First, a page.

Friday, February 12, 2010


Performance date: 02.04.10
Women's Project, The Julia Miles Theater

I’ve been thinking a lot about pictures.

I took an on-camera acting class this week that was organized around the following idea: what a film or video camera captures is a series of pictures juxtaposed to tell a story.  The pictures move fast – 24 or 30 frames per second – but that’s really what you’re dealing with in Film and TV land.  A series of pictures telling a story.  The question then occurred to me – is it really different in Theater land?  Or is it actually the same?

This promptly opened a Pandora’s box in my brain that I am still sorting through.  So forgive me as I take you on a road that will end at no clear destination.  You're thrilled, I'm sure.

One of the most popularly held beliefs in the acting community is that acting for film and television is different than acting for stage.  We’ve all heard tell of brilliant film and TV actors seeming to suck wind on stage, and many highly experienced theater actors (not excluding myself) tend to suck wind on camera.  So we assume the two must be different.  Okay, but how?  The clearest reasons I can see are:
  1. In theater, we are not perceiving the illusion of movement on a two-dimensional screen, but actual continuous movement in three-dimensional space;

  2. In addition to seeing and hearing, we also perceive theater energetically (for example, when we notice an actor who has “presence”) as well as via smell and taste (e.g. the yummy bacon from Barrow Street’s Our Town).
But here’s the thing.  Despite these differences, doesn’t storytelling on stage ultimately depend on pictures just as much as storytelling on screen?  What else is the director doing when she blocks a show?  Why else is it an asset when an actor has “stage sense,” or the ability to intuitively determine where he should place himself on stage?  What else are designers are for?  Furthermore, couldn’t it stand to reason that we process real, live action in the same way a camera does?  That is, that we capture a series of pictures in our memory and infer a story from them?  I’d need a cognitive scientist to answer that, but I can tell you this – when I think of a play I’ve seen, I usually remember it in pictures.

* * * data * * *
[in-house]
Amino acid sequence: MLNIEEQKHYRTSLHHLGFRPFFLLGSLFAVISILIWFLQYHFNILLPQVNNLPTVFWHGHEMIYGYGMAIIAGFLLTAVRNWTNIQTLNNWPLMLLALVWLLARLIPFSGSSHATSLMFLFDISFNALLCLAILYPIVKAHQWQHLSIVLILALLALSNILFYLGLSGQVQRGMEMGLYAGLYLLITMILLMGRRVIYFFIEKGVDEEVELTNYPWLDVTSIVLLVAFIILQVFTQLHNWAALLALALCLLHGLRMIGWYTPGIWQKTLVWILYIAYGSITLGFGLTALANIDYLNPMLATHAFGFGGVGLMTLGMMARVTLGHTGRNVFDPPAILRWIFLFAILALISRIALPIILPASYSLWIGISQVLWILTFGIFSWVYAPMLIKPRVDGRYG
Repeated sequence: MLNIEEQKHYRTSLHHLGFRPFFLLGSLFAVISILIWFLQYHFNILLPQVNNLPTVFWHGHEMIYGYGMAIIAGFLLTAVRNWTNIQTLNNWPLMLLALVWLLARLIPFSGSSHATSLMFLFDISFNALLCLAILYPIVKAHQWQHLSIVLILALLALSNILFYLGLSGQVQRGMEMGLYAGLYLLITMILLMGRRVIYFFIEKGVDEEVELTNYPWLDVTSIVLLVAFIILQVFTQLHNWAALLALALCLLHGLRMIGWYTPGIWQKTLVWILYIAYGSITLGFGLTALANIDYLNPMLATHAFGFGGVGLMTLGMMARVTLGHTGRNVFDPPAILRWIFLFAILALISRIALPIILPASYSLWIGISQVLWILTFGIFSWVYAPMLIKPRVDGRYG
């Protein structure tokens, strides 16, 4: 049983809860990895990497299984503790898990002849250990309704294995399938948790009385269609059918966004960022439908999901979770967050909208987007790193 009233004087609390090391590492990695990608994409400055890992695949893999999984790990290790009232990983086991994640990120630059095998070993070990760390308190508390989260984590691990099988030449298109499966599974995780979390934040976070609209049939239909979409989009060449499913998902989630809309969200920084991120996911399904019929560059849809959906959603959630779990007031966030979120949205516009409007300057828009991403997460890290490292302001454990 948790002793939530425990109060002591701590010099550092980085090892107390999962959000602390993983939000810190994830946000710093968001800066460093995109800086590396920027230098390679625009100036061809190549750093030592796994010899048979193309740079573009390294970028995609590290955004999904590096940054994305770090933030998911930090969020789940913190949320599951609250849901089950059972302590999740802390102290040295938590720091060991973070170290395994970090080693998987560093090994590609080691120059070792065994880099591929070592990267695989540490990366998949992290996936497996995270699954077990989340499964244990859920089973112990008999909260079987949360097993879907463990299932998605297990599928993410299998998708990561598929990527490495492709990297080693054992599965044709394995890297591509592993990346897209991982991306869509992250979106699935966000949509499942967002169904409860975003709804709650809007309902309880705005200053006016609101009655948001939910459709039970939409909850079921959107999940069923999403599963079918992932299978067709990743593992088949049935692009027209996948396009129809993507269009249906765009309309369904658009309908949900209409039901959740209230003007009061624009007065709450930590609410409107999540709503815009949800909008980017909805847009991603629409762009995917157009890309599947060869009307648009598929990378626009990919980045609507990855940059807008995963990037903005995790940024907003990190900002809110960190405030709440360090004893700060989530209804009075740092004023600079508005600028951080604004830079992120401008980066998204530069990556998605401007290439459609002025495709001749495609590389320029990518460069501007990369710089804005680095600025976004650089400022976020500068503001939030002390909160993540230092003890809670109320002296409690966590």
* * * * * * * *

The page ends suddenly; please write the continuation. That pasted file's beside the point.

Take for instance the performance I saw last week of Smudge, a dark comedy about a young couple who give birth to a “smudge” – a female, possibly non-baby creature that the audience never sees.  When I think of this play, the following pictures come to mind:

  • The mother huddled near a filing cabinet, eating a forkful of cheesecake straight from the box, and remaining as far as she can from her daughter’s feeding- and breathing-tube infested carriage;

  • The baby itself, which is only described and never shown, but in my imagination is a peach-colored, comma-shaped, armless, claw-tailed creature, with a single giant aquamarine eye;

  • Stacks of generic white bankers boxes, demarcating areas of the stage, all labeled with binary numbers – 11000.11, 0101, 0.11110, etc;

  • The mother sitting on the floor with a pair of scissors, snipping the arms off a pile of baby onesies;

  • A giant koosh-ball-like “stuffed animal” the mother creates from all the snipped-off arms and dangles tauntingly in front of the carriage from several feet away.

These pictures tell me a lot about the play.  They tell me that the play contains grotesque absurdity (cheesecake, koosh-ball, armless onesies) and cruelty (distant mom).  It concerns itself with categorization (boxes, binary numbers, demarcation).  It centers around a monstrous image (the baby) that we are never shown but left to vividly imagine.   Taking a few more cognitive leaps, I can say the play is about grappling with incongruity, with experience that defies categorization, and about nightmarish, faceless fear.

Yet none of that occurred to me as I watched the play.  As I watched it, I was more engaged in the emotional journey of each character, and waiting to see how the story would turn out.  As I watched it, the play was just about this young couple coping with having a non-baby daughter.  It was about how I was horrified by the mother but then understood and felt for her.  It was about wondering what would happen to the baby.  Not about incongruity, but about emotion and plot.

So here I am at the end of the post – and as promised, at no clear destination.  I have no idea what any of this means.  I’m sorting through my Pandora’s box but it remains a jumbled mess.  In the jumble, I see potentially misguided beliefs about stage and screen acting, tantalizing questions about cognitive science, and really fantastic images from a very intriguing play.  An incongruous pile that defies categorization.  An unclear mess.  Yes, in fact, a smudge.

No comments:

Post a Comment